The taste test
The directions said to bake the brownies in the oven at 350 degrees for 40 to 45 minutes. When we took the brownies out after 40 minutes and stuck a knife in to see if they were cooked all the way through, they weren’t, so we stuck them back in for the remaining five minutes. Like we mentioned, the batter had been pretty thick, so we wanted to make sure it cooked all of the way through. Unfortunately, they came out a little dry after that. While Whisk Takers takes the measurement and prep work out of baking, the experimenting with bake times is still up to you.
We’ll come out and say it: They weren’t the best brownies we’ve ever had. They were good — don’t get us wrong — but not anything that blew our mind. The cocoa powder included was a flavor that definitely came through. It was a different kind of chocolate flavor than you’d get from another boxed brownie mix. The cookies that were placed at the bottom of the dish for the cookies and cream brownies were actually pretty good. It was creamy and delicious, and a nice contrast to the actual brownie itself. They had a little bit of frosting or powdered sugar on them (it was hard to tell what the flavor was, and it wasn’t listed). We definitely liked them, though!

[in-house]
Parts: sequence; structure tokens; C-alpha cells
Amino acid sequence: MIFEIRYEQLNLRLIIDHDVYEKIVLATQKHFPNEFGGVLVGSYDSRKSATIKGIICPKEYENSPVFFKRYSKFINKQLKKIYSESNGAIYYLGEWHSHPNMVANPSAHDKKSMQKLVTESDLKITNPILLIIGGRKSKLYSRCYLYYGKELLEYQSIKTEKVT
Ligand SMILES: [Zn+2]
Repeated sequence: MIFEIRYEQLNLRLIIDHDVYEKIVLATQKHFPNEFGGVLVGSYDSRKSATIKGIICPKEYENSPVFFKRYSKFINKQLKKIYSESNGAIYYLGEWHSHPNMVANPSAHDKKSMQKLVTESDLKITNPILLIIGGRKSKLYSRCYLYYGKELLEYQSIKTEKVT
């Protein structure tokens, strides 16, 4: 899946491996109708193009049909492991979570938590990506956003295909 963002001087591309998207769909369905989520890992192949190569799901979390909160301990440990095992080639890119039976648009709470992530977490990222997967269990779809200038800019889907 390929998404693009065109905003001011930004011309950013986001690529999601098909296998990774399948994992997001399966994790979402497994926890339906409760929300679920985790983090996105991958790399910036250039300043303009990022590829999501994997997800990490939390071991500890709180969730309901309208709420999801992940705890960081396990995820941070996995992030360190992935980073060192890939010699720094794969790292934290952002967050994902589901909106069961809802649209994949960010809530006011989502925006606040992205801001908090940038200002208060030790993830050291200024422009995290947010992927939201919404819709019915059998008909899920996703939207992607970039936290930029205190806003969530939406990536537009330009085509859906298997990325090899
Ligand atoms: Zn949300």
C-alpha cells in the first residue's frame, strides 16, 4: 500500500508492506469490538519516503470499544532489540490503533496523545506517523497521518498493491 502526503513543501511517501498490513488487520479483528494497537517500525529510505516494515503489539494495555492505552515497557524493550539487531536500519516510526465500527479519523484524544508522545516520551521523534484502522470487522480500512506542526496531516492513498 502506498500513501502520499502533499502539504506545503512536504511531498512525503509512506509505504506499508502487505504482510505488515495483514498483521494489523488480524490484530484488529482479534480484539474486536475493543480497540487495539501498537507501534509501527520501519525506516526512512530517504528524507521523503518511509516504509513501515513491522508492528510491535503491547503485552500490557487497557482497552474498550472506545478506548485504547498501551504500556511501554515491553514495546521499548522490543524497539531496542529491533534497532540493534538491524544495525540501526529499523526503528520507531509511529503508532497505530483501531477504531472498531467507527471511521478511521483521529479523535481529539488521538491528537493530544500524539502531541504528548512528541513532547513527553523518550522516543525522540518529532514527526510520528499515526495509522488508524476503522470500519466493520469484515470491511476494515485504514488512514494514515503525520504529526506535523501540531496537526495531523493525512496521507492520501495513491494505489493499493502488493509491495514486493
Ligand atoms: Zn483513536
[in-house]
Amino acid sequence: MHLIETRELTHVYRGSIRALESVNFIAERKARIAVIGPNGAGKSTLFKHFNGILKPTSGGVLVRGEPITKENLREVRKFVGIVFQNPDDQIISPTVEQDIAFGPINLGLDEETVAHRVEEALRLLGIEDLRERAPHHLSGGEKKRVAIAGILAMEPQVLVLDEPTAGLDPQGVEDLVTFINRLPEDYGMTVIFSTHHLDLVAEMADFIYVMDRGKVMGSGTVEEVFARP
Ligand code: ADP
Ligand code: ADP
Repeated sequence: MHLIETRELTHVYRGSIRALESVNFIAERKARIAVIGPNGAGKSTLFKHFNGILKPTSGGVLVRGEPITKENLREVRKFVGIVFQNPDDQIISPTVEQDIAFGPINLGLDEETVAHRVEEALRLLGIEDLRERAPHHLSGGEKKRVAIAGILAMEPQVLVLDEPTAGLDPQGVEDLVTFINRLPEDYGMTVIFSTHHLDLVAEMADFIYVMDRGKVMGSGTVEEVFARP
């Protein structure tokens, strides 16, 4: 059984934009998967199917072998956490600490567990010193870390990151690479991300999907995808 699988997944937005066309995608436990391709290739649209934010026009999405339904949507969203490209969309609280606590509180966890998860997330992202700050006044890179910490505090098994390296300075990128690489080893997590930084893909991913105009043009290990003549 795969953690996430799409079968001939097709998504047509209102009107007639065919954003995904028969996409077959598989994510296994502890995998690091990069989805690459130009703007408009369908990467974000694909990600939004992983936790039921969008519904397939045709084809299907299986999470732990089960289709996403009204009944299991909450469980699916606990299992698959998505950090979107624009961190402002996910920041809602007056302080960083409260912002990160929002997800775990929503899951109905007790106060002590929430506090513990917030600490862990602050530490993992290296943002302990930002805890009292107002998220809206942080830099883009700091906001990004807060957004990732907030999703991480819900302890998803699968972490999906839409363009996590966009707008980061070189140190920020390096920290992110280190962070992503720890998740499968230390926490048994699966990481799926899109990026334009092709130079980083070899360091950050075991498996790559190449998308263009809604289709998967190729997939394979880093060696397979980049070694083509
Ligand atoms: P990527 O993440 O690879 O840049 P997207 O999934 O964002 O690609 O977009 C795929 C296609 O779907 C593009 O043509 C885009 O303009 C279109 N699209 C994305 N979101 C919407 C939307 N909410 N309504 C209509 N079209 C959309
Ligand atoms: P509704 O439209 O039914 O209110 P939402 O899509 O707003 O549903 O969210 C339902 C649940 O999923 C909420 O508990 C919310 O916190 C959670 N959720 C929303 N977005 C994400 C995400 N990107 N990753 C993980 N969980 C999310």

Whisk Takers definitely makes baking a little less complicated and a little more fun with recipes above your standard boxed dessert expectations. That being said, the flavors weren’t anything above and beyond, and there was a lot of single-use plastic (as opposed to the single plastic bag you’d find in other boxed mixes). And, at a cost of $56, you’re paying a pretty steep price for your dessert.
If you’re not big on baking, Whisk Takers definitely makes things easier and removes a lot of the guesswork. The price is steep for the final product, but if you’re looking for an easier way to make more complicated baked goods, this is a solid option.
Note: The prices above reflect the retailer’s listed prices at the time of publication.